“We’re an art song revival series and this is our 20th season,” said DuPlantis, during a recent phone interview from Philadelphia.

“We take a theme and create a program. We curate songs and also do commissioned music. We do one concert a year featuring the Great American Songbook. The rest is classical.”

This music has been around much longer than Lyric Fest has existed.

“Every year for the last six, we’ve been ending the season with an American Songbook composer,” said DuPlantis.

“We started at the beginning of the 20th century. We did the Gershwins. We did Kurt Weil, Irving Berlin and Cole Porter. Now, we’re doing Rodgers and Hart.”

Rodgers and Hart were an American songwriting partnership between composer Richard Rodgers (1902–1979) and the lyricist Lorenz Hart (1895–1943). They worked together on 28 stage musicals and more than 500 songs from 1919 until Hart’s death in 1943.

Rodgers was an American composer who worked primarily in musical theater. With 43 Broadway musicals and more than 900 songs to his credit, Rodgers was one of the most well-known American composers of the 20th century, and his compositions had a significant influence on popular music.

Rodgers is known for his songwriting partnerships, first with lyricist Lorenz Hart and then with Oscar Hammerstein II. Rodgers was the first person to win all four of the top American entertainment awards in theater, film, recording, and television – a Tony, an Oscar, a Grammy, and an Emmy – now known collectively as an EGOT.

“Since high school, I’ve always loved Rodgers and Hart,” said DuPlantis. “Rodgers & Hart is more sophisticated than Rodgers & Hammerstein – not as sweet and sugary. His music with Rodgers & Hart was more virtuosic. For this concert, I wanted to keep Rodgers & Hart and Rodgers & Hammerstein separate.

“I really wanted to talk about how Rodgers and Hart met. They grew up about a block apart in New York’s Jewish Harlem. Hart was seven years older, and they didn’t meet until later.

“They met in 1919 at Columbia University and wrote together all through the 1920s. Rodgers needed a librettist and people told him about Hart. They met and felt immediately that they were going to work together.”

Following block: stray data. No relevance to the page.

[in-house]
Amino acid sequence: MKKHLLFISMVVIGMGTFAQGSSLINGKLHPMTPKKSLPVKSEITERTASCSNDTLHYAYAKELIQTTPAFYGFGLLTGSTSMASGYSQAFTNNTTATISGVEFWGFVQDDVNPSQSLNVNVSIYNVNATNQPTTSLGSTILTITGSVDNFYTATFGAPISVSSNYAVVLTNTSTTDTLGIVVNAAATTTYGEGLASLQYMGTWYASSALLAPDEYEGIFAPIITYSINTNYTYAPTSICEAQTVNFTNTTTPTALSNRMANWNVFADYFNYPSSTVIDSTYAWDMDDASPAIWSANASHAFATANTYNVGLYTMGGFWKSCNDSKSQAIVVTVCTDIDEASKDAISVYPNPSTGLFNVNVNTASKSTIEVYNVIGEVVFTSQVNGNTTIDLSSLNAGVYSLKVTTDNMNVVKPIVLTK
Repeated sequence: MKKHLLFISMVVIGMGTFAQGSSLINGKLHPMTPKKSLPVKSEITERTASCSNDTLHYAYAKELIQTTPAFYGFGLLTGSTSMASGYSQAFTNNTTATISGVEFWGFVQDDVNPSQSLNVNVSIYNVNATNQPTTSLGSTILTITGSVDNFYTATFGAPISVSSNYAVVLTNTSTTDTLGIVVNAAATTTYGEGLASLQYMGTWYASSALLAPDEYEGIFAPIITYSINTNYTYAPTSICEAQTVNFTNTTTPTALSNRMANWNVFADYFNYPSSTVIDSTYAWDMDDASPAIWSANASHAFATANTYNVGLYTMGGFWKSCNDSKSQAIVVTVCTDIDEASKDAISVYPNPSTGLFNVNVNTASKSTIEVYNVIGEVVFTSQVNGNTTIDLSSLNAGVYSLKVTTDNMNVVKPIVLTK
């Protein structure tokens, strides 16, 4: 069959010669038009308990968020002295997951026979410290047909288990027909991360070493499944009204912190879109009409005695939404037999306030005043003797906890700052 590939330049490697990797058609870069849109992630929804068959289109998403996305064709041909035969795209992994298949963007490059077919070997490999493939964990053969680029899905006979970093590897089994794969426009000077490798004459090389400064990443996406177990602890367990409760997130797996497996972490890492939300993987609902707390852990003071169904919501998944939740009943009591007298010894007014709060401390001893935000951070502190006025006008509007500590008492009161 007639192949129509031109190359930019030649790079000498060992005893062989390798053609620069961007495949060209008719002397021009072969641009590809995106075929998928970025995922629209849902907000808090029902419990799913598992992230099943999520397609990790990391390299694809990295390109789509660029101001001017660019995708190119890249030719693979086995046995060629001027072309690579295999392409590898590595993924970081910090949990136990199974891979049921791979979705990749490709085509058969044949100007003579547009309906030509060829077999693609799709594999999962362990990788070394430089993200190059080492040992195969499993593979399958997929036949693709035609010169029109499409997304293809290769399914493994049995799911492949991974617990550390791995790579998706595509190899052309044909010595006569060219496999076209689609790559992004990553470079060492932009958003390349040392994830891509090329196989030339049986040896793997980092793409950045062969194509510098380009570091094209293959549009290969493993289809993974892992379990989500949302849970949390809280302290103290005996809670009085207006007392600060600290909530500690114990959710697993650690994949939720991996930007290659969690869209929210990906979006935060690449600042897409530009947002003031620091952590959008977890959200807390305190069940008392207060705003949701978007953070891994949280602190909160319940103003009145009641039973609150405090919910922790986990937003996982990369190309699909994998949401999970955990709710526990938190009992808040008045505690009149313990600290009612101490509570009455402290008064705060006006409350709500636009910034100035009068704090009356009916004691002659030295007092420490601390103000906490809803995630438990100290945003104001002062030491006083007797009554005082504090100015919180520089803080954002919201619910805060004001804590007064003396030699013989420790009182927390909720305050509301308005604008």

DuPlantis has been working on assembling this program for a while.

“I stared working on the program six months ago,” said DuPlantis. “Deciding what to include was difficult. I wanted to have a good mix. I started with about 30 songs and brought it down to 19. It was hard because they’re all really great songs.”

The line-up of Rodgers & Hart classics includes Dances on the Ceiling, Spring is Here, I Could Write a Book, Lady is a Tramp, Small Hotel, Where or When, Wait Till You See Her, Have You Met Miss Jones, Bewitched, Bothered and Bewildered, To Keep My Love Alive, Ship Without a Sail, My Funny Valentine, It Never Entered My Mind, Glad to be Unhappy, Blue Moon, Manhattan, This Can’t Be Love, I Wish I Were in Love Again, and My Romance.

“This is our final production of the year – and our 20th anniversary party,” said DuPlantis. “There is no stage. Brian and I both sit at floor level and sing separately and together. It’s about an hour show with 19 songs and talking in between.”

The show on May 23 will start at 7 p.m. at Moorestown Community Center, which is located at 16 East Main Street in Moorestown, New Jersey. The show on May 24 will start at 7 p.m. at the Academy of Vocal Arts, which is located at 1920 Spruce Street in Philadelphia.

Tickets for either show are $25.

If you’re looking to hear jazz or blues music live, then you need to look no further than Jamey’s House of Music (32 South Lansdowne Avenue, Lansdowne, 215-477-9985,www.jameyshouseofmusic.com). The Delaware County venue is a prime destination to hear folk, jazz and blues music every Thursday through Sunday.

The “Jazz at Jamey’s” on Thursdays and the “Sunday Blues Brunch & Jam” are regular features on Jamey’s calendar while Friday and Saturday night shows feature national and regional acts.

On May 19, there will be an album release party by Aaron Nathans & Michael G. Ronstadt with Greg Klyma as the opening act.

On May 20, the headline act will be The Billy Price Band.

The show at Jamey’s on Friday will start at 8 p.m. Tickets are $20 in advance and $25 at the door.

The show at Jamey’s on Saturday will start at 8 p.m. Tickets are $30 in advance and $35 at the door.

Kennett Flash (102 Sycamore Alley, Kennett Square, 484-732-8295, http://www.kennettflash.org) will present Scott Tournet on May 19 and Three Ton on May 20.

Uptown! Knauer Performing Arts Center (226 North High Street, West Chester, www.uptownwestchester.org) will present the musical “Into the Woods” from May 19-21.